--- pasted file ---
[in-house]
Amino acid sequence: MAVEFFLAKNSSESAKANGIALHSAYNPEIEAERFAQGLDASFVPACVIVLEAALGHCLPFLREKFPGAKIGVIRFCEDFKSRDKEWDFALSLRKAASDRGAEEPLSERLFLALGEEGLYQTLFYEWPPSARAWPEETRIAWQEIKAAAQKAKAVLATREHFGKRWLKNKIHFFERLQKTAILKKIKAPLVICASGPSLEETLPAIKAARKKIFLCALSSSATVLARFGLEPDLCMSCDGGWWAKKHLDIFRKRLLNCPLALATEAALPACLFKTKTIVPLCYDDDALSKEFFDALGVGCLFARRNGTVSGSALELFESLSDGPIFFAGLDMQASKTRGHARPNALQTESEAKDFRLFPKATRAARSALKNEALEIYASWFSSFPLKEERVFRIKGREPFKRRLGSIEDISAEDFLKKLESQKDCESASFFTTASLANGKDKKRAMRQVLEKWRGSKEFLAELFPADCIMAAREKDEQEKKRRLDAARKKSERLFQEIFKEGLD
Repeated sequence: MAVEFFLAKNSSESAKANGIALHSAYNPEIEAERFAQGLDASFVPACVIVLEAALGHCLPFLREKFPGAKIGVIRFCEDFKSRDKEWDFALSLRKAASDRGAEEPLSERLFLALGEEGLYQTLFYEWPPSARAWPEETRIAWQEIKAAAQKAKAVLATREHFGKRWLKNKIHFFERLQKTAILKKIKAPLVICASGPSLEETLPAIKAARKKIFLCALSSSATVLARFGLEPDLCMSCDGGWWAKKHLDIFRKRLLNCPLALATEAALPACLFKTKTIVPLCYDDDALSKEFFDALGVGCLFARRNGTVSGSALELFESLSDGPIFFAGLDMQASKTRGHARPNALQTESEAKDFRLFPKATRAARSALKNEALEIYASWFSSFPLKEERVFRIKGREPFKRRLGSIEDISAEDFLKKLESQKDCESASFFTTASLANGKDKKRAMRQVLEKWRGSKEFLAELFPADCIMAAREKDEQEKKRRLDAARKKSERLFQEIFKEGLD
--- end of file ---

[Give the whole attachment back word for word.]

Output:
[in-house]
Amino acid sequence: MAVEFFLAKNSSESAKANGIALHSAYNPEIEAERFAQGLDASFVPACVIVLEAALGHCLPFLREKFPGAKIGVIRFCEDFKSRDKEWDFALSLRKAASDRGAEEPLSERLFLALGEEGLYQTLFYEWPPSARAWPEETRIAWQEIKAAAQKAKAVLATREHFGKRWLKNKIHFFERLQKTAILKKIKAPLVICASGPSLEETLPAIKAARKKIFLCALSSSATVLARFGLEPDLCMSCDGGWWAKKHLDIFRKRLLNCPLALATEAALPACLFKTKTIVPLCYDDDALSKEFFDALGVGCLFARRNGTVSGSALELFESLSDGPIFFAGLDMQASKTRGHARPNALQTESEAKDFRLFPKATRAARSALKNEALEIYASWFSSFPLKEERVFRIKGREPFKRRLGSIEDISAEDFLKKLESQKDCESASFFTTASLANGKDKKRAMRQVLEKWRGSKEFLAELFPADCIMAAREKDEQEKKRRLDAARKKSERLFQEIFKEGLD
Repeated sequence: MAVEFFLAKNSSESAKANGIALHSAYNPEIEAERFAQGLDASFVPACVIVLEAALGHCLPFLREKFPGAKIGVIRFCEDFKSRDKEWDFALSLRKAASDRGAEEPLSERLFLALGEEGLYQTLFYEWPPSARAWPEETRIAWQEIKAAAQKAKAVLATREHFGKRWLKNKIHFFERLQKTAILKKIKAPLVICASGPSLEETLPAIKAARKKIFLCALSSSATVLARFGLEPDLCMSCDGGWWAKKHLDIFRKRLLNCPLALATEAALPACLFKTKTIVPLCYDDDALSKEFFDALGVGCLFARRNGTVSGSALELFESLSDGPIFFAGLDMQASKTRGHARPNALQTESEAKDFRLFPKATRAARSALKNEALEIYASWFSSFPLKEERVFRIKGREPFKRRLGSIEDISAEDFLKKLESQKDCESASFFTTASLANGKDKKRAMRQVLEKWRGSKEFLAELFPADCIMAAREKDEQEKKRRLDAARKKSERLFQEIFKEGLD